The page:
George, I really have to admire your chutzpah. Anything that I have to
say about the Bible is called a "testimony" and comments about the Bible
are ignored because they did "not touch upon your issues". What I
believe about the Bible is just Wally Hicks' faith but what you believe
about the Bible is theology of _the_ faith. WOW!
I do know what theology is, George. I also know when I will not accept a
particular theological viewpoint. They include YEC and those which
incorporates what the rest of the world would call a "myth". By your
definition Enuma Elish, the Creation of man by Prometheus plus various
India, Mayan, etc. stories of creation are not myths; they the theology
of that corresponding faith.
I've been involved in my long life in Roman Catholic, Nazarene,
Presbyterian, Methodist and Non-Denominational churches. It was
dominantly as a layman but I see no way that _your_ faith could be
described as _the_ faith in those churches.
I give to you the following: "a usually told story of ostensibly
historical events that serves to unfold part of the world view of a
people or explain a practice a belief or a natural phenomena." That is
what you have described Genesis 1-11 as being and you called it
"theology". That is also the Merriam Webster Dictionary's definition of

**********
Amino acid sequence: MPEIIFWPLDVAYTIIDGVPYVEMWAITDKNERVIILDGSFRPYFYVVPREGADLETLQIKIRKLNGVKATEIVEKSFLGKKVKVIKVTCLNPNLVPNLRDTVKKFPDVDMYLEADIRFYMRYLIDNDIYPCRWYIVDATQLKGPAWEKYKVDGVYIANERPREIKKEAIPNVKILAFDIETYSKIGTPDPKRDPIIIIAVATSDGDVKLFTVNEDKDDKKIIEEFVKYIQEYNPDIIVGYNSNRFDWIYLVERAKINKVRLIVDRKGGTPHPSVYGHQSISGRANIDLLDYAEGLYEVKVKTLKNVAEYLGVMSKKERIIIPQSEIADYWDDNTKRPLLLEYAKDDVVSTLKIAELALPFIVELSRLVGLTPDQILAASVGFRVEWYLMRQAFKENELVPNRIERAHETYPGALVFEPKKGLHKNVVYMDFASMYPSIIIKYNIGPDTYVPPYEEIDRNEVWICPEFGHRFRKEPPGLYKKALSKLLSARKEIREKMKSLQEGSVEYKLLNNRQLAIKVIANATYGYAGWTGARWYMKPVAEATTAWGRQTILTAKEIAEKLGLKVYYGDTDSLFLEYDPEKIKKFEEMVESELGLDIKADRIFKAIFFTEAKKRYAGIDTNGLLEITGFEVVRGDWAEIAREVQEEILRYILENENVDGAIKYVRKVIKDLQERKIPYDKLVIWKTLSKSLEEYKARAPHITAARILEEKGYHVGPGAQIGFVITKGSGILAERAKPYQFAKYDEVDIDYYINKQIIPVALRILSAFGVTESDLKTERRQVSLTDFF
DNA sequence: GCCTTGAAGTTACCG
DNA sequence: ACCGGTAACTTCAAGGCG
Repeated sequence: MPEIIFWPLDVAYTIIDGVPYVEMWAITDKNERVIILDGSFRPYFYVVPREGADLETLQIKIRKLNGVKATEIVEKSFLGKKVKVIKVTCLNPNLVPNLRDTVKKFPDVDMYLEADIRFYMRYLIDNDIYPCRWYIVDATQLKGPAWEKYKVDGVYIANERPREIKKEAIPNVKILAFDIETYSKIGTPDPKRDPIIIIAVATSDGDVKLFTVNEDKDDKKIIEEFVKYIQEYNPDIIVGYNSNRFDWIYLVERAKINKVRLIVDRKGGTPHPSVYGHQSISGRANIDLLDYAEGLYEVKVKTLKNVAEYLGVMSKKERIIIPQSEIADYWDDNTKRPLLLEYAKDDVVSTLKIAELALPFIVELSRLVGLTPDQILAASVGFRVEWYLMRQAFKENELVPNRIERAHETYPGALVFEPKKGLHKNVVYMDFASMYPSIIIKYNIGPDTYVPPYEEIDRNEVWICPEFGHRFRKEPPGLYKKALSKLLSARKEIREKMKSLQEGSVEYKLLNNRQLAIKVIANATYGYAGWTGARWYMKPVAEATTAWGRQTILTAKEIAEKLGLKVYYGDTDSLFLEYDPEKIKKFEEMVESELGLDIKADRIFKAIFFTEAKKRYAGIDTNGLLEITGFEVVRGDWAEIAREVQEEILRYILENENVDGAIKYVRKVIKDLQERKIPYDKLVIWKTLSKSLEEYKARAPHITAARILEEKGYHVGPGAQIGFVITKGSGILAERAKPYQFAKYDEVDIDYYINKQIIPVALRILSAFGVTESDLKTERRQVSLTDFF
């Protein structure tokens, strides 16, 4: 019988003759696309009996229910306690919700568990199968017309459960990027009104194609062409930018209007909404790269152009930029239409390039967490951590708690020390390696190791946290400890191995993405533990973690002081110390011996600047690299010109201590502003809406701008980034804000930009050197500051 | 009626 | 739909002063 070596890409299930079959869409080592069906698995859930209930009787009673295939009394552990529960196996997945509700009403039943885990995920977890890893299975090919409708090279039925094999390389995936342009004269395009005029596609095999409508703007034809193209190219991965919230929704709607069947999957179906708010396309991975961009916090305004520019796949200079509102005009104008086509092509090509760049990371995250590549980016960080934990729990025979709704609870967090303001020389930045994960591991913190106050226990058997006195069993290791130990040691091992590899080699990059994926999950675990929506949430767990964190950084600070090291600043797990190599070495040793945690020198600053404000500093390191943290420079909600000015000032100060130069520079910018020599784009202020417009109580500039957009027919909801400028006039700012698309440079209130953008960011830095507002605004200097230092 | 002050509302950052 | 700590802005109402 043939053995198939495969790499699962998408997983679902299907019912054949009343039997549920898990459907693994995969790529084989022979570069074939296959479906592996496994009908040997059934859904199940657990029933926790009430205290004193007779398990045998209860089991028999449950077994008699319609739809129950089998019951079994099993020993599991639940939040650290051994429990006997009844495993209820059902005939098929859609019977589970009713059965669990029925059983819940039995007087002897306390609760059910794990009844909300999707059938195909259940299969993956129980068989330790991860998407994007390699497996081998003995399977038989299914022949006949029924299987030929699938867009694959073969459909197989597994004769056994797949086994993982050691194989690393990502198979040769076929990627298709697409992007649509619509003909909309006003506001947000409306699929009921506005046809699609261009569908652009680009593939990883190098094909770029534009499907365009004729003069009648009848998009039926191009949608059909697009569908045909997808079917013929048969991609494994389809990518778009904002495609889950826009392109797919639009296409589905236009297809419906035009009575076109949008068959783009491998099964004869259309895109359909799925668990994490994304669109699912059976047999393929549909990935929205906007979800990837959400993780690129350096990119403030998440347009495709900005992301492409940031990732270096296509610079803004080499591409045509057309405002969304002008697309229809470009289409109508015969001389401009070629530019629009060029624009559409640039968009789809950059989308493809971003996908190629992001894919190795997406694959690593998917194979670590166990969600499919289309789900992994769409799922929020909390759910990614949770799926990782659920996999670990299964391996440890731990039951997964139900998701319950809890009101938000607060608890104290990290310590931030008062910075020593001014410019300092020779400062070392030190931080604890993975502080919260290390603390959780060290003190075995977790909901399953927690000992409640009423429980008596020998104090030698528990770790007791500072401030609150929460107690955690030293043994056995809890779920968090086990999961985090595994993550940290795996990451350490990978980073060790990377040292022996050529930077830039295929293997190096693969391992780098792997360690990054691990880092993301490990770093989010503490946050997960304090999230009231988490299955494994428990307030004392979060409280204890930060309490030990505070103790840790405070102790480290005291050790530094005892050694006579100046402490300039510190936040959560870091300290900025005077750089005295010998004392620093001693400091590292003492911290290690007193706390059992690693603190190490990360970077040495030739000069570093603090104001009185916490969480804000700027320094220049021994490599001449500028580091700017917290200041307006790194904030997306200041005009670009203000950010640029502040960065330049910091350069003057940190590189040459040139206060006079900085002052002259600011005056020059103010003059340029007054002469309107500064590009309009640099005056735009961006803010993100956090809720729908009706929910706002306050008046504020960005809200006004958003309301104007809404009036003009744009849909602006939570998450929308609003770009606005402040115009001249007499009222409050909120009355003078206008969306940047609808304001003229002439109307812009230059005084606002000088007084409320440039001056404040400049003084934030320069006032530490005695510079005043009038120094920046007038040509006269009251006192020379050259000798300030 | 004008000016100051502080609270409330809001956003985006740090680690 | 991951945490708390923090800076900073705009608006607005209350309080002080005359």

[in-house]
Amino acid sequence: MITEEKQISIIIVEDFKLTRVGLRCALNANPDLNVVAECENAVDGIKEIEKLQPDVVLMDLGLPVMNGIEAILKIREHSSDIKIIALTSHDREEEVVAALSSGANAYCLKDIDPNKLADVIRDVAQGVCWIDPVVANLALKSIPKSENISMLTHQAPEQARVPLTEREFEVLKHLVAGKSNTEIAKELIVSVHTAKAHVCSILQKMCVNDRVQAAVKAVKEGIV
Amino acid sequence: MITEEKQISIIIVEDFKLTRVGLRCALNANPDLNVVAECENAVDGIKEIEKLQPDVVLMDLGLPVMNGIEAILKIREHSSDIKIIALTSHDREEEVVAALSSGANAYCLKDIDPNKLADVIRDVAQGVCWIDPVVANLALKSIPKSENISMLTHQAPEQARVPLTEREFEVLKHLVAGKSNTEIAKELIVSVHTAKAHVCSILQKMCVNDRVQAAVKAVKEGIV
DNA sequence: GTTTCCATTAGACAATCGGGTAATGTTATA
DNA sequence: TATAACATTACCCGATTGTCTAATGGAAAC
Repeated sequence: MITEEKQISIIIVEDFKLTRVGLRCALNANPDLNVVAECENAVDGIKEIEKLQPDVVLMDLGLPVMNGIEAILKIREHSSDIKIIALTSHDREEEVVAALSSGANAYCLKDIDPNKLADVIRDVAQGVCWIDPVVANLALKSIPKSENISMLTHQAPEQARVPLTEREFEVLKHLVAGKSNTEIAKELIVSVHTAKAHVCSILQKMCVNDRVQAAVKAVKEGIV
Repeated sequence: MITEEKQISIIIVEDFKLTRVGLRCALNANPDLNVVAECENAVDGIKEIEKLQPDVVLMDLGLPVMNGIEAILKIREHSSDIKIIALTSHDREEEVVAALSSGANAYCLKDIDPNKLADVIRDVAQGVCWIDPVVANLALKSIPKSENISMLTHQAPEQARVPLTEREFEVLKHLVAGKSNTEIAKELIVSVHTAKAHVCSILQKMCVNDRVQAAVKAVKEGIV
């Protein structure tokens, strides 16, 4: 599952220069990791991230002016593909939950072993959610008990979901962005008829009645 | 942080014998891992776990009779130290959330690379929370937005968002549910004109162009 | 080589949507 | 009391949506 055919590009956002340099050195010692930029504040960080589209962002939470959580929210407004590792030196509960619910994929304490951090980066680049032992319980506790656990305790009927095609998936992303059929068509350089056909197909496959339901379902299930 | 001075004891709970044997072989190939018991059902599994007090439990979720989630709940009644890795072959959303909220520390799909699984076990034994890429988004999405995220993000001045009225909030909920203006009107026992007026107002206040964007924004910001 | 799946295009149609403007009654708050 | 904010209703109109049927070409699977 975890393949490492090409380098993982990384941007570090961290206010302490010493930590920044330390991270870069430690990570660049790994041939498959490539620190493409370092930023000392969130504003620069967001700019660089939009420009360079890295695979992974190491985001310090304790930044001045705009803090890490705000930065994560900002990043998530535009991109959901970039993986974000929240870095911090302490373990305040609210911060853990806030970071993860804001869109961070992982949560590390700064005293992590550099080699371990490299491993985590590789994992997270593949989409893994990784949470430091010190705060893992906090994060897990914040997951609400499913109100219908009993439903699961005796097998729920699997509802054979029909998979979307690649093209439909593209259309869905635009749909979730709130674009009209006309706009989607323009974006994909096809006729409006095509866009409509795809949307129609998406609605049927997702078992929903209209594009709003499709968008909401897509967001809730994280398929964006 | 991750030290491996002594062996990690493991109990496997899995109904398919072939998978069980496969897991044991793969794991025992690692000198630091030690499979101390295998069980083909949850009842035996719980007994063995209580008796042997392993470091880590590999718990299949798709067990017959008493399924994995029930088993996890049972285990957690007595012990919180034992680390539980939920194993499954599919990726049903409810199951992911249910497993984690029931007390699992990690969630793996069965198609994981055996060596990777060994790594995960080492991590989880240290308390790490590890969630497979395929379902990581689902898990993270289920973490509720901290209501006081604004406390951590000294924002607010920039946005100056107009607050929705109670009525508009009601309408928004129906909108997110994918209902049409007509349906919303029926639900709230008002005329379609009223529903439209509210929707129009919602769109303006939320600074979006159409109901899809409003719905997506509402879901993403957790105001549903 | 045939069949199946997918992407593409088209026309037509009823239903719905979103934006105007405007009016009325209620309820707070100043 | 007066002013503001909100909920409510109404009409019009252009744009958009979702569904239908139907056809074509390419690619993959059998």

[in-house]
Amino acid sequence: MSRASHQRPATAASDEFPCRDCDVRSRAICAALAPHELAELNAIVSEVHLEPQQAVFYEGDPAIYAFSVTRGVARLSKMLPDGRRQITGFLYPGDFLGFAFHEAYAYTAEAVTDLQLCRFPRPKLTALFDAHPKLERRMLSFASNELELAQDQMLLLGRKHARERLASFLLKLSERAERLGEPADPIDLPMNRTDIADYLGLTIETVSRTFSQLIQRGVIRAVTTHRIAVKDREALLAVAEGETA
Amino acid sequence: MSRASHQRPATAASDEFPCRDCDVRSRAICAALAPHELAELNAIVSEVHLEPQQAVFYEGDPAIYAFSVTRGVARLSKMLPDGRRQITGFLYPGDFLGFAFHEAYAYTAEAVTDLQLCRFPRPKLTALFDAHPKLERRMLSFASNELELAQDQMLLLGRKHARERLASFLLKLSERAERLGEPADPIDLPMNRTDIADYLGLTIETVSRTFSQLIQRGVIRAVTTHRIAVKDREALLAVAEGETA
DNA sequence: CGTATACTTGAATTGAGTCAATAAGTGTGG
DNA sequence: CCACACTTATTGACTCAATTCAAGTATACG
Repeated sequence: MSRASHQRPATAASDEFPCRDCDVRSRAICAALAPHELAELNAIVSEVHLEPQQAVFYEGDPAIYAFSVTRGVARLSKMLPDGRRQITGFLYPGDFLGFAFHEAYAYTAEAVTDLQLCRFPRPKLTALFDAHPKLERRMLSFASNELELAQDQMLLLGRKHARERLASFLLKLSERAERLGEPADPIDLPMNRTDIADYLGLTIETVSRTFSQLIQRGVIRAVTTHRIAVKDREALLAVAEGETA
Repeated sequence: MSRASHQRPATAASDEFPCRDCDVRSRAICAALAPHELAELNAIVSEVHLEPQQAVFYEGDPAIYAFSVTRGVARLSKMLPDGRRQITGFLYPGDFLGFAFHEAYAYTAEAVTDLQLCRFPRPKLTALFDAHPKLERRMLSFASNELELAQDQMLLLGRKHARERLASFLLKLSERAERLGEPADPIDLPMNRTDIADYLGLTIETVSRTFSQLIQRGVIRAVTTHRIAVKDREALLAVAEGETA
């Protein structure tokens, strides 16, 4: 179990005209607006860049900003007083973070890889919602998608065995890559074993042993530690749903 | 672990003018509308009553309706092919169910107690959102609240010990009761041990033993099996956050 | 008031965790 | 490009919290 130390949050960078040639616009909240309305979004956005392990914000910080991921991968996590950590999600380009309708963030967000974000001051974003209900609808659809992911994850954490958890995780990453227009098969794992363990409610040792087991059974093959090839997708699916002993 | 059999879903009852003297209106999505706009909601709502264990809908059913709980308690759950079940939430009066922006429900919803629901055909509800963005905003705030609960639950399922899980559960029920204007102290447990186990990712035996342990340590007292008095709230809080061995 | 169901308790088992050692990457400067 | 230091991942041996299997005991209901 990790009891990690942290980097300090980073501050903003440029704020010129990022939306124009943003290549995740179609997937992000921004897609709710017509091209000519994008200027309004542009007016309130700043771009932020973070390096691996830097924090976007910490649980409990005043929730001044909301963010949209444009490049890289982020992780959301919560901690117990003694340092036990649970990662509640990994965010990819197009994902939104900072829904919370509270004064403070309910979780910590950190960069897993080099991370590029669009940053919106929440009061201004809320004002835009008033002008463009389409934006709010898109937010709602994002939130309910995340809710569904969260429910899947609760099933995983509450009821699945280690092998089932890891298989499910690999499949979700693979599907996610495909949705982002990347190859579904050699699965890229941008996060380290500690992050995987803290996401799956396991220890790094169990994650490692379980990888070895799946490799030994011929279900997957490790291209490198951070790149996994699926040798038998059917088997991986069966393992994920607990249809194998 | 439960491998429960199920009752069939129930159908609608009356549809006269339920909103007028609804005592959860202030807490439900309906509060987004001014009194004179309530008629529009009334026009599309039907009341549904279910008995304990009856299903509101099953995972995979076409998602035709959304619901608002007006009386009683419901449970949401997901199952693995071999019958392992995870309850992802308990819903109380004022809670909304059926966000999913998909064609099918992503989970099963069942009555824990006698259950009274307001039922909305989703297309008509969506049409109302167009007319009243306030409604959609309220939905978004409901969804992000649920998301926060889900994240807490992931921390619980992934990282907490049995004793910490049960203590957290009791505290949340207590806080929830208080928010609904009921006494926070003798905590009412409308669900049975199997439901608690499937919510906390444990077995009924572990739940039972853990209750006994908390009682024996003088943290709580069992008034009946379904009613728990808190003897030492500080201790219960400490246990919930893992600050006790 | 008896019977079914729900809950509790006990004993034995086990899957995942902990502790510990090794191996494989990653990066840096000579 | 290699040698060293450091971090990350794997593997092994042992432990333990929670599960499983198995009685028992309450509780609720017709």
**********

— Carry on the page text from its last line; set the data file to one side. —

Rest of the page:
george murphy wrote:
> Thank you for your personal testimony which, however, does not
> really touch upon the issue that I raised. In fact, your closing sentence
> makes me wonder if you even realize what that issue was.
> & your penultimate paragraph makes it clear that you still see no difference
> between "theology" (which includes but is not limited to refelection upon
> historical events) & "myth."
> Theology is thinking about the faith - note that I say "the" faith,
> not simply "your" faith because it is not simply a personal exercise. The
> writers of Genesis were thinking about & writing down, under the Spirit's
> guidance, the faith of Israel. Our task is to think about the Christian
> faith, making use of the heritage of >3500 years of refelection of people
> like them but not being limited to their categories. We are called, among
> other things, to take very seriously what they wrote but also to be aware of
> the quite different setting in which they wrote.
> If we're using our brains at all we don't really have a choice about
> whether or not be do theology, only of the quality & integrity of that
> theology. Considering theology as an activity of pointy headed perfessers &
> dismissing it as "foo" in favor of the ideas of just us simple will not
> enhance the quality of one's theological reflection.
> George L. Murphy
> "The Science-Theology Interface"
-- =================================== Walt Hicks <firstname.lastname@example.org>
In any consistent theory, there must exist true but not provable statements. (Godel's Theorem)
You can only find the truth with logic If you have already found the truth without it. (G.K. Chesterton) ===================================
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